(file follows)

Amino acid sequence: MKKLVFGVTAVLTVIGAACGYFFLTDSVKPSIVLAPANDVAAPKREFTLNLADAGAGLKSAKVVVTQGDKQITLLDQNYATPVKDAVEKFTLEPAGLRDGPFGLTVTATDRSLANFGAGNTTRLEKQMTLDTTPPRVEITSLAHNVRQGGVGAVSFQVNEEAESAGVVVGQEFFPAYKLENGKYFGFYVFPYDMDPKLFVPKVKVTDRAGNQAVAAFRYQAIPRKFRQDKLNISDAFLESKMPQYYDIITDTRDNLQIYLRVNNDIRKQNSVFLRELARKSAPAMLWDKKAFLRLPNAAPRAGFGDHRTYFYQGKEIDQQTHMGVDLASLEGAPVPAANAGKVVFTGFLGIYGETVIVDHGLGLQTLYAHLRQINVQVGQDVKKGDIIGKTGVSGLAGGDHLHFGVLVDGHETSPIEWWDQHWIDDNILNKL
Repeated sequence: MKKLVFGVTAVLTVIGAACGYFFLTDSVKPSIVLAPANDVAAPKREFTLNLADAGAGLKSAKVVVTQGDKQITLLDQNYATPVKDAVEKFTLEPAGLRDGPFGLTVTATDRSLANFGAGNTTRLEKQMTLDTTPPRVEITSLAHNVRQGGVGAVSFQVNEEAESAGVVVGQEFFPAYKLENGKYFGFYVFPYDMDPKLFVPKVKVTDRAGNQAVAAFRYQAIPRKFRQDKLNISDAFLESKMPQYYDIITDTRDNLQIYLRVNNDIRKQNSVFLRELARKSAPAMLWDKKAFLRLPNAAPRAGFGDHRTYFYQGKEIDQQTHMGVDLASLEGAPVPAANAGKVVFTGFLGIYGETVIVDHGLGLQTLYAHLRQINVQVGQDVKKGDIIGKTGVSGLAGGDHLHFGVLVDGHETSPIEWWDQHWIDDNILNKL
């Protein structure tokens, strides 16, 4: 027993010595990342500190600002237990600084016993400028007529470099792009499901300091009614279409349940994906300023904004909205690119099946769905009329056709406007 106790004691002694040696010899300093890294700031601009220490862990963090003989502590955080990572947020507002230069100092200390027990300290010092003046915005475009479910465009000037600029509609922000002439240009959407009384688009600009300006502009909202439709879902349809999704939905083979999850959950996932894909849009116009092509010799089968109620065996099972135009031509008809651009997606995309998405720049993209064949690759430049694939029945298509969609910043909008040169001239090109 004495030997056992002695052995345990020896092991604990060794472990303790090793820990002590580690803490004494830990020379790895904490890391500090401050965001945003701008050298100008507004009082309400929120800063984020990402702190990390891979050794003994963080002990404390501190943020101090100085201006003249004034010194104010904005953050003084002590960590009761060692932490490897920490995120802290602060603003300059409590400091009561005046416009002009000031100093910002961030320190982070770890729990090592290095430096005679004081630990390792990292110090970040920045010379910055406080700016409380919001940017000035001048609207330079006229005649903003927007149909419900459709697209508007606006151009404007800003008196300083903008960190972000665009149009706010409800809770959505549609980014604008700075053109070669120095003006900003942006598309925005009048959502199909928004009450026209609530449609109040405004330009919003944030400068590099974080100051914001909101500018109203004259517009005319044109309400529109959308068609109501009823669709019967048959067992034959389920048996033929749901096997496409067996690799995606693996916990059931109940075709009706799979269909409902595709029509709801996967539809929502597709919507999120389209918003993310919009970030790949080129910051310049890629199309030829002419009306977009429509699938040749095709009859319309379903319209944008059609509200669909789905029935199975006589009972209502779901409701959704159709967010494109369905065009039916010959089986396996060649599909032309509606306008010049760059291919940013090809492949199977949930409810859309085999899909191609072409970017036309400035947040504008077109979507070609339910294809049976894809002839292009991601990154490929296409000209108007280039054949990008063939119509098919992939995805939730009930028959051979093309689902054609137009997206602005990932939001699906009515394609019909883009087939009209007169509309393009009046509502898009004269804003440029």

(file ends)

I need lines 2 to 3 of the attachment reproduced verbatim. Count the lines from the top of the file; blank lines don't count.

Repeated sequence: MKKLVFGVTAVLTVIGAACGYFFLTDSVKPSIVLAPANDVAAPKREFTLNLADAGAGLKSAKVVVTQGDKQITLLDQNYATPVKDAVEKFTLEPAGLRDGPFGLTVTATDRSLANFGAGNTTRLEKQMTLDTTPPRVEITSLAHNVRQGGVGAVSFQVNEEAESAGVVVGQEFFPAYKLENGKYFGFYVFPYDMDPKLFVPKVKVTDRAGNQAVAAFRYQAIPRKFRQDKLNISDAFLESKMPQYYDIITDTRDNLQIYLRVNNDIRKQNSVFLRELARKSAPAMLWDKKAFLRLPNAAPRAGFGDHRTYFYQGKEIDQQTHMGVDLASLEGAPVPAANAGKVVFTGFLGIYGETVIVDHGLGLQTLYAHLRQINVQVGQDVKKGDIIGKTGVSGLAGGDHLHFGVLVDGHETSPIEWWDQHWIDDNILNKL
């Protein structure tokens, strides 16, 4: 027993010595990342500190600002237990600084016993400028007529470099792009499901300091009614279409349940994906300023904004909205690119099946769905009329056709406007 106790004691002694040696010899300093890294700031601009220490862990963090003989502590955080990572947020507002230069100092200390027990300290010092003046915005475009479910465009000037600029509609922000002439240009959407009384688009600009300006502009909202439709879902349809999704939905083979999850959950996932894909849009116009092509010799089968109620065996099972135009031509008809651009997606995309998405720049993209064949690759430049694939029945298509969609910043909008040169001239090109 004495030997056992002695052995345990020896092991604990060794472990303790090793820990002590580690803490004494830990020379790895904490890391500090401050965001945003701008050298100008507004009082309400929120800063984020990402702190990390891979050794003994963080002990404390501190943020101090100085201006003249004034010194104010904005953050003084002590960590009761060692932490490897920490995120802290602060603003300059409590400091009561005046416009002009000031100093910002961030320190982070770890729990090592290095430096005679004081630990390792990292110090970040920045010379910055406080700016409380919001940017000035001048609207330079006229005649903003927007149909419900459709697209508007606006151009404007800003008196300083903008960190972000665009149009706010409800809770959505549609980014604008700075053109070669120095003006900003942006598309925005009048959502199909928004009450026209609530449609109040405004330009919003944030400068590099974080100051914001909101500018109203004259517009005319044109309400529109959308068609109501009823669709019967048959067992034959389920048996033929749901096997496409067996690799995606693996916990059931109940075709009706799979269909409902595709029509709801996967539809929502597709919507999120389209918003993310919009970030790949080129910051310049890629199309030829002419009306977009429509699938040749095709009859319309379903319209944008059609509200669909789905029935199975006589009972209502779901409701959704159709967010494109369905065009039916010959089986396996060649599909032309509606306008010049760059291919940013090809492949199977949930409810859309085999899909191609072409970017036309400035947040504008077109979507070609339910294809049976894809002839292009991601990154490929296409000209108007280039054949990008063939119509098919992939995805939730009930028959051979093309689902054609137009997206602005990932939001699906009515394609019909883009087939009209007169509309393009009046509502898009004269804003440029």